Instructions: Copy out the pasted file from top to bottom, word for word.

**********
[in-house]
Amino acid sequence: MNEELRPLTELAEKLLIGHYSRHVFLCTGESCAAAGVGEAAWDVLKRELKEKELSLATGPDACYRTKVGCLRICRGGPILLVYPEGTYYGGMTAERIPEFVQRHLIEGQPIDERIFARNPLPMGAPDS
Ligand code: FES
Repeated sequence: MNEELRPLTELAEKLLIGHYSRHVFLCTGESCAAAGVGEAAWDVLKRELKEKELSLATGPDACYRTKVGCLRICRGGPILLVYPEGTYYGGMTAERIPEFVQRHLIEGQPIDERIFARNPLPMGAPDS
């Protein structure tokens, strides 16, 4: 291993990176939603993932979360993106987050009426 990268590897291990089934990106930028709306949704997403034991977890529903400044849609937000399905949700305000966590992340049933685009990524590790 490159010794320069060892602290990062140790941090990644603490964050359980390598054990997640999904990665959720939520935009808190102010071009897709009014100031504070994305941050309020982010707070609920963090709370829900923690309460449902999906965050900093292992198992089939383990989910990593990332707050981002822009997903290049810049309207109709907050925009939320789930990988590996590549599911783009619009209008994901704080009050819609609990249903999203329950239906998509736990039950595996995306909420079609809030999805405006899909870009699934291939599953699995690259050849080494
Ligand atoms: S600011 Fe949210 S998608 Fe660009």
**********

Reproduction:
[in-house]
Amino acid sequence: MNEELRPLTELAEKLLIGHYSRHVFLCTGESCAAAGVGEAAWDVLKRELKEKELSLATGPDACYRTKVGCLRICRGGPILLVYPEGTYYGGMTAERIPEFVQRHLIEGQPIDERIFARNPLPMGAPDS
Ligand code: FES
Repeated sequence: MNEELRPLTELAEKLLIGHYSRHVFLCTGESCAAAGVGEAAWDVLKRELKEKELSLATGPDACYRTKVGCLRICRGGPILLVYPEGTYYGGMTAERIPEFVQRHLIEGQPIDERIFARNPLPMGAPDS
């Protein structure tokens, strides 16, 4: 291993990176939603993932979360993106987050009426 990268590897291990089934990106930028709306949704997403034991977890529903400044849609937000399905949700305000966590992340049933685009990524590790 490159010794320069060892602290990062140790941090990644603490964050359980390598054990997640999904990665959720939520935009808190102010071009897709009014100031504070994305941050309020982010707070609920963090709370829900923690309460449902999906965050900093292992198992089939383990989910990593990332707050981002822009997903290049810049309207109709907050925009939320789930990988590996590549599911783009619009209008994901704080009050819609609990249903999203329950239906998509736990039950595996995306909420079609809030999805405006899909870009699934291939599953699995690259050849080494
Ligand atoms: S600011 Fe949210 S998608 Fe660009």